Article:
(A) The scope of the engagement;

(B) The responsibilities the transferor or the executor of the transferor’s estate believed the professional had assumed, if any; and

(C) The extent to which the transferor or the executor of the transferor’s estate relied on the professional.

(ii) Attached to each affidavit must be copies of any writing (including, without limitation, notes and e-mails) and other contemporaneous documents within the possession of the affiant relevant to the transferor’s intent with regard to the application of GST tax to the transaction for which relief under this section is being requested.

(iii) The affidavit must be accompanied by a dated declaration, signed by the transferor or the executor of the transferor’s estate that states: “Under penalties of perjury, I declare that I have examined this affidavit, including any attachments thereto, and to the best of my knowledge and belief, this affidavit, including any attachments thereto, is true, correct, and complete. In addition, under penalties of perjury, I declare that I have examined all the documents included as part of this request for relief, and, to the best of my knowledge and belief, these documents collectively contain all the relevant facts relating to the request for relief, and such facts are true, correct, and complete.”

(3) Affidavits and declarations from other parties—(i) The transferor or the executor of the transferor’s estate must submit detailed affidavits from individuals who have knowledge or information about the events that led to the failure to allocate GST exemption or to elect under section 2632(b)(3) or (c)(5), and/or to the discovery of the failure. These individuals may include individuals whose knowledge or information is not within the personal knowledge of the transferor or the executor of the transferor’s estate. The individuals described in paragraph (h)(3)(i) of this section must include—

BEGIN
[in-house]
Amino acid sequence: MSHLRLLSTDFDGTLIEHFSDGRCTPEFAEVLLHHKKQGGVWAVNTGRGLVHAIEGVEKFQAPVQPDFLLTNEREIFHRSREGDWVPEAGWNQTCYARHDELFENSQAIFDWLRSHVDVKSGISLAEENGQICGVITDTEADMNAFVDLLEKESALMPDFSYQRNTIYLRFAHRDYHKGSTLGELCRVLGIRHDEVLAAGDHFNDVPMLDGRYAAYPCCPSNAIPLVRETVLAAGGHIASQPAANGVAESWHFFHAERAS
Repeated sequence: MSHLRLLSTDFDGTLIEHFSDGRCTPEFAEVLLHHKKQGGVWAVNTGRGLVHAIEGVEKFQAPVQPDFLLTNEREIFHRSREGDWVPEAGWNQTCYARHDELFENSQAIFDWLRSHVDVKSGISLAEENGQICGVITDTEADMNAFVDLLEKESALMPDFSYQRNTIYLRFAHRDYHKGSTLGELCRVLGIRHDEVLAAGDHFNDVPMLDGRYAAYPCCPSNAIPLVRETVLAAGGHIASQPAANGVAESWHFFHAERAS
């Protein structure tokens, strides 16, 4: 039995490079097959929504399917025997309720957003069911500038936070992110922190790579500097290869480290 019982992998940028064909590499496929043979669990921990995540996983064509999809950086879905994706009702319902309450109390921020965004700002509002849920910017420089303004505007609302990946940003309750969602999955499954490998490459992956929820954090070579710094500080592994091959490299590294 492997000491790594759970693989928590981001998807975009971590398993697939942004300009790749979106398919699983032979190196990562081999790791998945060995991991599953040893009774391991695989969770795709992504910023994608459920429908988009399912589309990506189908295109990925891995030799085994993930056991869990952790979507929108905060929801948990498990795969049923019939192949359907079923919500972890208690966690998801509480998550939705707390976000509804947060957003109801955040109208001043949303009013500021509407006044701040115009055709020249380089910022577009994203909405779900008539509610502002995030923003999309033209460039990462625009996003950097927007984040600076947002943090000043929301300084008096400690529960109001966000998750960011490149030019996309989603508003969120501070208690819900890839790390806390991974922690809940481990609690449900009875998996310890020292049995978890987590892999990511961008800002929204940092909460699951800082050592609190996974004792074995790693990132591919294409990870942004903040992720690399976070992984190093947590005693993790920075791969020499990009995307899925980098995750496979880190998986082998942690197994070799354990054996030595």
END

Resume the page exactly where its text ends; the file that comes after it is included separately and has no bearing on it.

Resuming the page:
(A) Each agent or legal representative of the transferor who participated in the transaction and/or the preparation of the return for which relief is being requested;

(B) The preparer of the relevant Federal estate and/or gift tax return(s);

(C) Each individual (including an employee of the transferor or the executor of the transferor’s estate) who made a substantial contribution to the preparation of the relevant Federal estate and/or gift tax return(s); and

(D) Each tax professional who advised or was consulted by the transferor or the executor of the transferor’s estate with regard to any aspect of the transfer, the trust, the allocation of GST exemption, and/or the election under section 2632(b)(3) or (c)(5).